4. Books. A friend recommended The Inquisitor’s Tale: Or, The Three Magical Children and Their Holy Dog. It came in the mail yesterday. I want to read it with Josiah, and we’re currently into Avi’s Ragweed and Poppy series, so it will wait, but I am excited to get started. (We were reading The Book of the Dun Cow, but I had forgotten that the basilisks killed Pertelote and Chauntecleer’s three chicks, and that was a deal-breaker for us. We stopped the book.)
5. When the planning works out. My brain was so foggy last night that I went to bed without a plan for Speech class, but I woke up with a very clear picture in my brain of the file where I had last year’s plans for the same thing, and I found it this morning, and it’s brilliant. I don’t know what foggy-brained-me was thinking, trying to re-invent the plans all over.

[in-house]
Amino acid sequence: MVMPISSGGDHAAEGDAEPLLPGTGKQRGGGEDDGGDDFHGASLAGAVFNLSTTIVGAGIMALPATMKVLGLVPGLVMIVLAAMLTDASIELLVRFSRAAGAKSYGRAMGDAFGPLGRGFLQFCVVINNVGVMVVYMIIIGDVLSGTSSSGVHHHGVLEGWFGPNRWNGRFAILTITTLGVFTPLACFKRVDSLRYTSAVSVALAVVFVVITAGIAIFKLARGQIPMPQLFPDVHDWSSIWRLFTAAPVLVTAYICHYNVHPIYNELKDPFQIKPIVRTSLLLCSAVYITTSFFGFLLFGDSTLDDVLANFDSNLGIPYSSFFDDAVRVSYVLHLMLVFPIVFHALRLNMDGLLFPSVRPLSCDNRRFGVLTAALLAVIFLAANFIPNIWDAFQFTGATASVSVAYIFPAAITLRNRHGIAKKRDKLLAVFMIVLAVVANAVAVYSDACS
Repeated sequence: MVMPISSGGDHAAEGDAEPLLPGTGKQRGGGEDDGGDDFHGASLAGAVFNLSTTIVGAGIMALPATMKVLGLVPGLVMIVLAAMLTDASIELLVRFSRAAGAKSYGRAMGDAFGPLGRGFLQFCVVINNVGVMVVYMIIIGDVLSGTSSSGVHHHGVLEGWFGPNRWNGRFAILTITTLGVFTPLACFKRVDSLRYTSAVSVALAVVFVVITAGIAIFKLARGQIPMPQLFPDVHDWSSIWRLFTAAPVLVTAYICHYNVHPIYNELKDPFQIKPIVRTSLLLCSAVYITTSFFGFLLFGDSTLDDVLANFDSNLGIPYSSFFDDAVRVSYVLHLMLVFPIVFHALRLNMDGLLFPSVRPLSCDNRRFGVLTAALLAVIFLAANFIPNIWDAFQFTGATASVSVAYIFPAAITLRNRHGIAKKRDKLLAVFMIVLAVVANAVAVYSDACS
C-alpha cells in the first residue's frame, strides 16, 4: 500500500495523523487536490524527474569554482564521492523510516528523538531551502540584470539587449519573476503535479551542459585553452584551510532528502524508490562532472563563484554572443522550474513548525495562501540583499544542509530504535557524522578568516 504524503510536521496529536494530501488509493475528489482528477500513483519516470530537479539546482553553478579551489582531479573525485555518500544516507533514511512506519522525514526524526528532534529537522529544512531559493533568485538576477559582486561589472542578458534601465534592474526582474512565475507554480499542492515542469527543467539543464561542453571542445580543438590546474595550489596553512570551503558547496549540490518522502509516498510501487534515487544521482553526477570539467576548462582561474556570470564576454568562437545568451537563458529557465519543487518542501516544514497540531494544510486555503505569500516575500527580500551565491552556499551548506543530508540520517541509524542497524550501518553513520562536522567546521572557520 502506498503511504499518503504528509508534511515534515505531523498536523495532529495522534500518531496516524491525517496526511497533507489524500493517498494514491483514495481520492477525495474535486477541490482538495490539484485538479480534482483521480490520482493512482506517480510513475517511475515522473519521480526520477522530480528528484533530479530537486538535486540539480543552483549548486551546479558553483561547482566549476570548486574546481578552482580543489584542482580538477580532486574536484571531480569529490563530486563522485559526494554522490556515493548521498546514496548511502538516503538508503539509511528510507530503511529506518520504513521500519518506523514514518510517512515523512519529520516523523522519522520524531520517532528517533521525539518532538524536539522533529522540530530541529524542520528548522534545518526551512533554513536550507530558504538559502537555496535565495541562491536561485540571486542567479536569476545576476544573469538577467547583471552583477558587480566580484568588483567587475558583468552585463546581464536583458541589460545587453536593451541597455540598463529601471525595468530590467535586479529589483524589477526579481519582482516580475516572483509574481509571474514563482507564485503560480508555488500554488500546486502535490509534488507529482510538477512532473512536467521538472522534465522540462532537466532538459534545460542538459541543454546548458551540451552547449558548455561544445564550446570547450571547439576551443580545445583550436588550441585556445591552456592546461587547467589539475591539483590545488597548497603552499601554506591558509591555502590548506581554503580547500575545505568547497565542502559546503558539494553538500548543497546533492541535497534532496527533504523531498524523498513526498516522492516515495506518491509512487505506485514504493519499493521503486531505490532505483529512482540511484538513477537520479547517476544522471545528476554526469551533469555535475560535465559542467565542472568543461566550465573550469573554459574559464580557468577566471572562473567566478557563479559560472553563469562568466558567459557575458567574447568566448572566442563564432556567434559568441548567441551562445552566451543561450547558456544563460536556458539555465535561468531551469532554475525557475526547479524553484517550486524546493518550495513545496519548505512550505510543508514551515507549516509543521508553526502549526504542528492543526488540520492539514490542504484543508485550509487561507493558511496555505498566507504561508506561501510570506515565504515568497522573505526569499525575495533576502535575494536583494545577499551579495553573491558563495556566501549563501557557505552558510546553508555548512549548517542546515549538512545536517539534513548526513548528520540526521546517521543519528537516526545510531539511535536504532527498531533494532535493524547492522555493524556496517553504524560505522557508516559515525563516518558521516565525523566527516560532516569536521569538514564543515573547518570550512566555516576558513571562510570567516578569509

May we walk in Beauty!

May All Beings Find Their Waters

May all beings find their Waters:
those who grind and punch,
those who crack and strike,
those who shout and crunch,
who scrape and gnash and chomp.
May Waters smooth and soothe them.

May all beings find their Waters:
those who fritter and dither,
those who flitter and twinkle,
those who flutter and pitter,
who skitter and wheedle and wheeze.
May Waters calm and caress them.

May all beings find their Waters:
those who boil and bubble,
those who smolder and steam,
those who stew and simmer
who pop and sizzle and seethe.
May Waters restore and refresh them.

May all beings find their Waters.

TOMORROW’S PROMPT:
Today the Fool wandered through the realm of Water. Tomorrow, let’s take her into the realm of Earth. What will ground her? What will support and hold her? What will nourish and sustain? Earth is the realm of that which is manifest, which is made physical. Tomorrow the Fool learns about Earth.

Gratitude List:
1. This question from Chapel this morning: What is the narrative that shapes your life? So many stories to live by, to center on.
2. Water, how it refreshes and calms and soothes
3. How the words sometimes find their way, even through a brain full of fog
4. The angle of shine in the dawn
5. Universals

May we walk in Beauty!